New drug that may help reverse autism is to be tested on children for the first time after successful clinical trials on mice
Drug called suramin is already used to treat sleeping sickness in AfricaScientists in the U.S. have found it corrects autism-like symptoms in miceA small clinical trial on children with the condition will be started this year
06:48 GMT, 14 March 2013
09:29 GMT, 14 March 2013
A drug that may reverse autism is to be tested on children with the condition for the first time, scientists have revealed.
Preliminary results show that the drug called suramin, which is already used to treat sleeping sickness in Africa, corrects autism-like symptoms in mice.
At the molecular level, it normalises faulty brain connections, cell-to-cell signalling, and metabolic effects thought to underlie the disorder.
Groundbreaking: Testing of the drug suramin on mice in America has found it can help to correct autism-like symptoms (stock image)
The drug targets a cell messaging system that produces a metabolic response to stress.
According to a new theory, autism is strongly linked to this pathway, known as purinergic signalling.
Scientists in the U.S. found that the drug corrected 17 types of abnormality linked to autism in genetically modified mice, including social behaviour problems.
Autism is a wide ranging condition, mostly seen in boys, that affects a person's ability to socialise and communicate and can have a devastating lifelong impact. Around 600,000 children and adults in the UK are thought to have the disorder.
Professor Robert Naviaux, co-director of the Mitochondrial and Metabolic Disease Centre at the University of California in San Diego, said: 'Our theory suggests that autism happens because cells get stuck in a defensive metabolic mode and fail to talk to each other normally, which can interfere with brain development and function.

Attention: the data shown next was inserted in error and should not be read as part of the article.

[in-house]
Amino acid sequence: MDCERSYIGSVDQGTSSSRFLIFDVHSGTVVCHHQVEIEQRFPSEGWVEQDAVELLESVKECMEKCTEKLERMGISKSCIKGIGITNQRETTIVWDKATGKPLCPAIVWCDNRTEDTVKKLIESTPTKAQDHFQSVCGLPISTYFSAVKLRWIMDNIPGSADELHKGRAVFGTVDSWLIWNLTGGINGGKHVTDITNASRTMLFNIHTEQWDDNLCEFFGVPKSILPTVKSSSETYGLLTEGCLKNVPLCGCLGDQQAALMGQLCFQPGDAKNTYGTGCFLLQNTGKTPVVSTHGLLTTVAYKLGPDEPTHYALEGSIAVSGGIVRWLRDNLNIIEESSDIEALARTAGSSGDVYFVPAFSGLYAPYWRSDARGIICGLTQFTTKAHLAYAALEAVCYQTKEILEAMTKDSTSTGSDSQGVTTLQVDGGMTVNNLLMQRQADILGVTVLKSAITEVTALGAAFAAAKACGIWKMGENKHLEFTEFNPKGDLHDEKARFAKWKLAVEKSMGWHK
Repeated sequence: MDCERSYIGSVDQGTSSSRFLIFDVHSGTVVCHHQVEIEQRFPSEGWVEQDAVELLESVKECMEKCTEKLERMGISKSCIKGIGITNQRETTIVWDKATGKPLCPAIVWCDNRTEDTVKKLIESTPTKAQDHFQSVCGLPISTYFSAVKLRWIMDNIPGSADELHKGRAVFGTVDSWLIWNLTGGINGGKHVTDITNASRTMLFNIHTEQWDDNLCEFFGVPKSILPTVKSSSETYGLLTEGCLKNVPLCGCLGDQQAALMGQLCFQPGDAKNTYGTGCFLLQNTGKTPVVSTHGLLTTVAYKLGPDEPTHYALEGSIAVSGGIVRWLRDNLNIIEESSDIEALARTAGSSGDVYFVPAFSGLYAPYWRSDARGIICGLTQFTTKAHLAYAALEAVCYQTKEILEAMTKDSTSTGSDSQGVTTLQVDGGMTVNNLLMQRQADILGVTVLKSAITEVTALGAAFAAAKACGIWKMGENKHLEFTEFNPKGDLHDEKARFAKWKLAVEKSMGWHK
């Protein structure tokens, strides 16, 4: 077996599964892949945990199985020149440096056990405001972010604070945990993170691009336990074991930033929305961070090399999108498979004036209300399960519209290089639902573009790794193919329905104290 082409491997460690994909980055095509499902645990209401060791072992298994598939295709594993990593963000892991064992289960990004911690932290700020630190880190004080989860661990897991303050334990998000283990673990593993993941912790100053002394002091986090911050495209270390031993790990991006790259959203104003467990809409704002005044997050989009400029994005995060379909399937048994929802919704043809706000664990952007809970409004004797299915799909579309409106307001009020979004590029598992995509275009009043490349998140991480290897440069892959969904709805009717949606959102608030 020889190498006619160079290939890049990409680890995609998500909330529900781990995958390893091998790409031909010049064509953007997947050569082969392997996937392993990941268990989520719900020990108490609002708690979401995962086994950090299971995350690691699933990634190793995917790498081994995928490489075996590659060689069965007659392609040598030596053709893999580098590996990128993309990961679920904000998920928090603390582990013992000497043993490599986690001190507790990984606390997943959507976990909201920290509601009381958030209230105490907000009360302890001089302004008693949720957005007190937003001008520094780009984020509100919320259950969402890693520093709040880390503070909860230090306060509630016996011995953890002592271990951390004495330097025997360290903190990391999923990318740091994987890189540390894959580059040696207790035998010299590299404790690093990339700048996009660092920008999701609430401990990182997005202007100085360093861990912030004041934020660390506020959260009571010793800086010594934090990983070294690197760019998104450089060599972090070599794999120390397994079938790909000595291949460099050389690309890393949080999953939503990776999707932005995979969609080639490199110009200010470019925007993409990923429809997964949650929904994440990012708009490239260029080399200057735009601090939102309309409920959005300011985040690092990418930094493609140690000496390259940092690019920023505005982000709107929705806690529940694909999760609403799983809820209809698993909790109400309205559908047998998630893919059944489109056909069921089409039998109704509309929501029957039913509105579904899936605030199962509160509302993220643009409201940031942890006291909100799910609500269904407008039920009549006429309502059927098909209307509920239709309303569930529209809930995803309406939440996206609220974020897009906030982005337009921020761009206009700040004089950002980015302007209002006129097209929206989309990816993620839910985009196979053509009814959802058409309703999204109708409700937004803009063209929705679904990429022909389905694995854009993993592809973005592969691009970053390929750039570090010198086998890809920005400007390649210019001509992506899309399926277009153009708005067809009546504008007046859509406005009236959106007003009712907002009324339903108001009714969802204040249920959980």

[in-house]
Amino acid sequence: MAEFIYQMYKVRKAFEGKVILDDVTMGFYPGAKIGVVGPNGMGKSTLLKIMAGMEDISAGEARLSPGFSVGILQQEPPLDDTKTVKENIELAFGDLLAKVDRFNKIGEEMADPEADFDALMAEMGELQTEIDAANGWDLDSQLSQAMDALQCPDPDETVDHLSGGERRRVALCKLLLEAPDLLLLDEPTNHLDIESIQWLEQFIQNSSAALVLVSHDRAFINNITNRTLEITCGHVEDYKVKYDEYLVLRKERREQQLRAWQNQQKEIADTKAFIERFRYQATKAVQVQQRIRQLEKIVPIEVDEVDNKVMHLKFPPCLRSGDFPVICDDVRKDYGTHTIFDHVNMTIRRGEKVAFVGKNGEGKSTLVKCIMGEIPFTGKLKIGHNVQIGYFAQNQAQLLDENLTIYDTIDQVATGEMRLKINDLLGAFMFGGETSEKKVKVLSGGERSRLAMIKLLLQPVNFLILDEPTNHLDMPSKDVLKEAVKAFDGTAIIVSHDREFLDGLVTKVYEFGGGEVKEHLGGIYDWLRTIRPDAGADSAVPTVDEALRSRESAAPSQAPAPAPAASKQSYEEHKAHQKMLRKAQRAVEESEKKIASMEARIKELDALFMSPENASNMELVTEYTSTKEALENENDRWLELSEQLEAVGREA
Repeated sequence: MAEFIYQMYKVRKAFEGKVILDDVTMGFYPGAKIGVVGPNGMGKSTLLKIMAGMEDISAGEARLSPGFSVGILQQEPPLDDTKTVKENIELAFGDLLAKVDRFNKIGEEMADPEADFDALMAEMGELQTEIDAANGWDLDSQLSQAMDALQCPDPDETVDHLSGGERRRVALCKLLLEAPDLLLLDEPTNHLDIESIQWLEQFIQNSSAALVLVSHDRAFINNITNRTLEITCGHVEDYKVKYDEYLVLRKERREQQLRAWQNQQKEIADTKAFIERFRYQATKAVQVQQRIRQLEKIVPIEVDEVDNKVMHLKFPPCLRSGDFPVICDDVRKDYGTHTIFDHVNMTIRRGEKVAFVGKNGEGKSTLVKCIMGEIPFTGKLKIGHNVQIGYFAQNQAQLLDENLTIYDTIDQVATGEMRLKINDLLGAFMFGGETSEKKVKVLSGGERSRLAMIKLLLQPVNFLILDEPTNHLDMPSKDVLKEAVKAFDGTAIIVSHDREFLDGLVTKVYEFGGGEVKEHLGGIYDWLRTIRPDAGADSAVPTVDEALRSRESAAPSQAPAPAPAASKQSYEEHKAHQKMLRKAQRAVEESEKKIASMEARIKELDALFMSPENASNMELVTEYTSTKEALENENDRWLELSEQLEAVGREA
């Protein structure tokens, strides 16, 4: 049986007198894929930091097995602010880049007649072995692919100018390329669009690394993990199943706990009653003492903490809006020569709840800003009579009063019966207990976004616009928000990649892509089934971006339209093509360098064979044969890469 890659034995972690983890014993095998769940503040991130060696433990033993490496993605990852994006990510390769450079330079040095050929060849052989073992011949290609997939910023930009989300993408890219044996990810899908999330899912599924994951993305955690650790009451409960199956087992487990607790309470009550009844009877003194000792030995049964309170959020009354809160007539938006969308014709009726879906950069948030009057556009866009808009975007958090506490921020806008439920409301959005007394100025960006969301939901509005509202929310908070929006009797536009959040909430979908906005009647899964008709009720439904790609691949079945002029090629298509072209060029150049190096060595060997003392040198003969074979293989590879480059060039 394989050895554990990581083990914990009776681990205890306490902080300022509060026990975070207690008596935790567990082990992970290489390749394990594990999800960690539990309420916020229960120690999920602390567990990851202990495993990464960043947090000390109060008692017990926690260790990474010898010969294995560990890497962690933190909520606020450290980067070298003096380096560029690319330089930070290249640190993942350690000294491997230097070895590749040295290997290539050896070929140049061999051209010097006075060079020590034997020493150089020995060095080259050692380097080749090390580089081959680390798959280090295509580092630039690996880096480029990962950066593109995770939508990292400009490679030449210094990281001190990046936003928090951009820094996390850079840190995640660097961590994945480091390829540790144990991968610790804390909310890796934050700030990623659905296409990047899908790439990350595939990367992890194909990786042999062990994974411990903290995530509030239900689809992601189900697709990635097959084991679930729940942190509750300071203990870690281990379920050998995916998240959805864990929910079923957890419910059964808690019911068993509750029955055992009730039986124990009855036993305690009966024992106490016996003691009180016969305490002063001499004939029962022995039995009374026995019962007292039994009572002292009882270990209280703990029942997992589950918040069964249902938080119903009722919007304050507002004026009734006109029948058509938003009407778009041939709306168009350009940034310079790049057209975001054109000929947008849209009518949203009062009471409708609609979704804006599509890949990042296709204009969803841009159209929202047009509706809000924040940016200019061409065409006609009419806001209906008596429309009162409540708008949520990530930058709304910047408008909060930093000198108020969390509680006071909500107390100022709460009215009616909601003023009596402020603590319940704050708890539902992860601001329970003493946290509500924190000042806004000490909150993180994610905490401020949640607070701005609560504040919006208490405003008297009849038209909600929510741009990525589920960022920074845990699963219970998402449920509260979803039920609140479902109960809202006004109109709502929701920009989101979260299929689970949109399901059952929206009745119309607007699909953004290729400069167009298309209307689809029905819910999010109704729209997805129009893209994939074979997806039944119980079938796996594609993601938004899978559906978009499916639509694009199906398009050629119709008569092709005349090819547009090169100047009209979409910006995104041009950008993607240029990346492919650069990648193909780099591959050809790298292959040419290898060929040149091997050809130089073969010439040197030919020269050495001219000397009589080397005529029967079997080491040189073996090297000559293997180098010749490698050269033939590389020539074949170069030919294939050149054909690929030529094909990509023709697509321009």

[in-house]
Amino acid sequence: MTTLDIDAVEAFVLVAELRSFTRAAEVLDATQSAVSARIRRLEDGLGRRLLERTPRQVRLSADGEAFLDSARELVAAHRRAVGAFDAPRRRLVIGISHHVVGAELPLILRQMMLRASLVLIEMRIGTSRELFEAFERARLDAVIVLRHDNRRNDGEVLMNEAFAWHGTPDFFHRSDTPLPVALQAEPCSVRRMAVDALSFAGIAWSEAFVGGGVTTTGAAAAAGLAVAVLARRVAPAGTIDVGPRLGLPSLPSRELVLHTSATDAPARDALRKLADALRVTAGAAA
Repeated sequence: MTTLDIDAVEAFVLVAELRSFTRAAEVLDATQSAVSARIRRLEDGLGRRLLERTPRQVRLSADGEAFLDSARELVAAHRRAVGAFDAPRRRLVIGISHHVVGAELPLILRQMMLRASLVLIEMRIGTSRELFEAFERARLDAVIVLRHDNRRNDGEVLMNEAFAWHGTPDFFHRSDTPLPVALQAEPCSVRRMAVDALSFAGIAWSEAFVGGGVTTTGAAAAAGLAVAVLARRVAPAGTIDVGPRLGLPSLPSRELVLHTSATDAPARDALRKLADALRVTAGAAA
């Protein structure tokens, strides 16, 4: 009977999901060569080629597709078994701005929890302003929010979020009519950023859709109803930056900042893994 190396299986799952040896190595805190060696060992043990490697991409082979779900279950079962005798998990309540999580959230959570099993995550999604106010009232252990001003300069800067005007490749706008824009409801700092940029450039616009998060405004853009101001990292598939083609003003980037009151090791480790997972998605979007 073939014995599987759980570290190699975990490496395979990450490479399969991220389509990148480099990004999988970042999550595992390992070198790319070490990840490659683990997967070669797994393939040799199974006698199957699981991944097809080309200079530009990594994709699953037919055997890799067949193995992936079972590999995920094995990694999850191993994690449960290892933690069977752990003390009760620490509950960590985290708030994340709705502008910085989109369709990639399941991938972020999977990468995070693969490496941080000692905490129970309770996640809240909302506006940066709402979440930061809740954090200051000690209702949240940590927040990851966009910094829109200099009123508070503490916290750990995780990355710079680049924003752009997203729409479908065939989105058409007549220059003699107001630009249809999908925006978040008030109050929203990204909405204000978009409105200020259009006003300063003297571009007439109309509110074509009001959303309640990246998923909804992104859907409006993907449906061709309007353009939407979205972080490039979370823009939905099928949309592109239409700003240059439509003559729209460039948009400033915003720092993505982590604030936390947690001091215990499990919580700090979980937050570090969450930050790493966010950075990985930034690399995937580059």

'We used a class of drugs that has been around for almost a century to treat other diseases to block the 'danger' signal in a mouse model, allowing cells to return to normal metabolism and restore cell communication.'
New hope: A small clinical trial on children could be carried out within the year at the Mitochondrial and Metabolic Disease Centre at the University of California in San Diego, pictured
He added: 'Of course, correcting abnormalities in a mouse is a long way from a cure for humans. But we are encouraged enough to test this approach in a small clinical trial of children with autism spectrum disorder in the coming year.
'This trial is still in the early stages of development. We think this approach, called antipurinergic therapy or APT, offers a fresh and exciting new path that could lead to development of a new class of drugs to treat autism.'
The findings are published in the online journal Public Library of Science ONE.
Professor Naviaux and his team believe both genetic and environmental causes of autism can be traced to a sustained cell danger response linked to immunity and inflammation.
'When cells are exposed to classical forms of dangers such as a virus, infection or toxic environmental substance, a defence mechanism is activated,' said the professor.
'This results in changes to metabolism and gene expression (activity) and reduces the communication between neighbouring cells. Simply put, when cells stop talking to each other, children stop talking.'
Suramin is an inhibitor of purinergic signalling that has been used to treat African sleeping sickness since shortly after it was first synthesised in 1916.
The 'striking effectiveness' of the drug in mice could pave the way to a 'completely new class of anti-inflammatory drugs to treat autism and other disorders', said Professor Naviaux.